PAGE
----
Determined to not show up completely at sea (if you keep reading you’ll get why its ironic I use that expression) I set the goal of being able to run at least 10 kilometers (6.21 miles) by the time I met him in Chennai around mid-August. I also started to look for articles in which Chandhok discussed the importance of fitness and his training regime to get some idea of what I’d be up against. I also knew that there would almost certainly be a weight training segment in his routine so I had to be prepared in that department. Weight training for racing drivers, however lays a greater emphasis on muscle endurance rather than outright strength. Hence the reason you don’t see any beefy F1 drivers. A “heavy” F1 driver these days weighs in around 80 kilograms (176 lbs). Diet too would have to be taken into consideration as I needed a fairly high-protein diet with ample carbs as well to have the energy to workout. All this would, however, have to be tailored to my typical workday which started around 9:30 AM and end anywhere from 6:00 PM to 2:00 AM if there were last minute print deadlines.
Fortunately I was able to leave the office no later than 8:00 PM during my training period and was able to get to sleep by 10:00 PM everyday. This was critical as I would get up at 4:00 AM to start stretching and warming up. Highly critical as the last thing I wanted to do was to pull or tear a muscle in the name of a story. By 5:30 I was out the door to start running. Having not worked out at all for a year prior to starting my regime I was understandably winded and could only manage two kilometers on the first day. It was not a terribly promising start considering I had just under a month to go before trying to keep up with a pro. Slowly but steadily though I managed to not only hit the 10 km mark but also follow the run up with a fairly intense weight training session too.
As the assignment approached, this was how a typical day looked for me:
4:00 AM: Wake up begin stretching and warming up by spot running.
5:00 AM: Drink water and eat a banana.
5:30 AM: Start of 10 km run.
6:30: End of 10 km run. Drink a glass of coconut water.
6:40: Start of weight training which consisted of spot jumping with 10 kg (22 lbs) dumbells held with arms slightly bent just above waist height. Three to five sets of one hundred repetitions. This was followed by shoulder press jumping jacks. Pretty self-explanatory, an exercise where I would do shoulder presses with the 10kg dumbells while performing jumping jacks, five sets of 20 repetitions. This was followed by the steering wheel exercise in which a 10 kg dumbell was held up as a steering wheel and turned to simulate a lap of the Monte Carlo street circuit (one I knew by memory after years of watching F1) and done in the time it would take a GP2 car to complete the circuit (one minute twenty seconds). The exercise was performed while sitting on an inflatable balance ball so that my core would get a workout along with my shoulders, forearms and wrists. The weight training segment was followed by crunches (three sets of 20) and push-ups (three sets of 20).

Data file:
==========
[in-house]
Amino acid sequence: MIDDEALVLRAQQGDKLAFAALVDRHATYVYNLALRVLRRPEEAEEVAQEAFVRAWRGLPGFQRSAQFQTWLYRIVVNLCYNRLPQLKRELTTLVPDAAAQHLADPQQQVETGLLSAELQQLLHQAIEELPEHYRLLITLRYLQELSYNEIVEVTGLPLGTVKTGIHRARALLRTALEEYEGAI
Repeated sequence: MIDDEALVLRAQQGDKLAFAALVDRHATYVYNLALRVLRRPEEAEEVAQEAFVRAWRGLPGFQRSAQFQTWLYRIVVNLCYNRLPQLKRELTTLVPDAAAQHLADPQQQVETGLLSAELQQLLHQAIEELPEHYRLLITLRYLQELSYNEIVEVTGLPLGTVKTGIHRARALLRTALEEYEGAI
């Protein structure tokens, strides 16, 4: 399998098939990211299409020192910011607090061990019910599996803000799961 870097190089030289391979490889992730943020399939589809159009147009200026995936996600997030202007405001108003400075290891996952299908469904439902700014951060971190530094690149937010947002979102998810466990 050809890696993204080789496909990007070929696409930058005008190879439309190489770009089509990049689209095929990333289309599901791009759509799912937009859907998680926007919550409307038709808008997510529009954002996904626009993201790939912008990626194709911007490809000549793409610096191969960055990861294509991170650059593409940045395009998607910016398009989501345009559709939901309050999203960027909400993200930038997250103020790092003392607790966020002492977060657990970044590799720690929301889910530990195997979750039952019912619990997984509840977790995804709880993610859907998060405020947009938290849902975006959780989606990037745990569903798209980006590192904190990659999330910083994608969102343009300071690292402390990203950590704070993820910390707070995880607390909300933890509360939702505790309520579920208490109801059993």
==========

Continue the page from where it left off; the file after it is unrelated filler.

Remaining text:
7:30 AM: End of training, start getting ready for work.
Wanting to make sure that I kept to a low-fat, high protein diet, my breakfast consisted of three boiled eggs (white only), three slices of whole wheat bread, muesli, a glass of protein shake and whatever fruits were in season. Lunch was cottage cheese, three boiled eggs (again, white only), some sort of vegetable and whole wheat bread. And frequent trips were made to a juice stall near my office to get a glass of carrot juice. And of course I drank as much water as I could throughout the day. More stretches would follow just before lights out at 10:00 PM.
And then came the bombshell. With three days to go I finally called up Karun to discuss the logistics of the story and also asked about the workout. He confirmed that he ran 8 km (evil chuckles in my head ensued when I heard that), but only every other day (??!!) and that on the day we would be meeting he would be swimming 2.2 kilometers to start the day. WHAAATTT???!!!!! Where on earth did this come from? Why didn’t the guy who suggested the story to me tell me in the first place? He chats with Karun on Gmail and on the phone practically every day for crying out loud! I could swim but not two kilometers! I haven’t swam for over ten years!!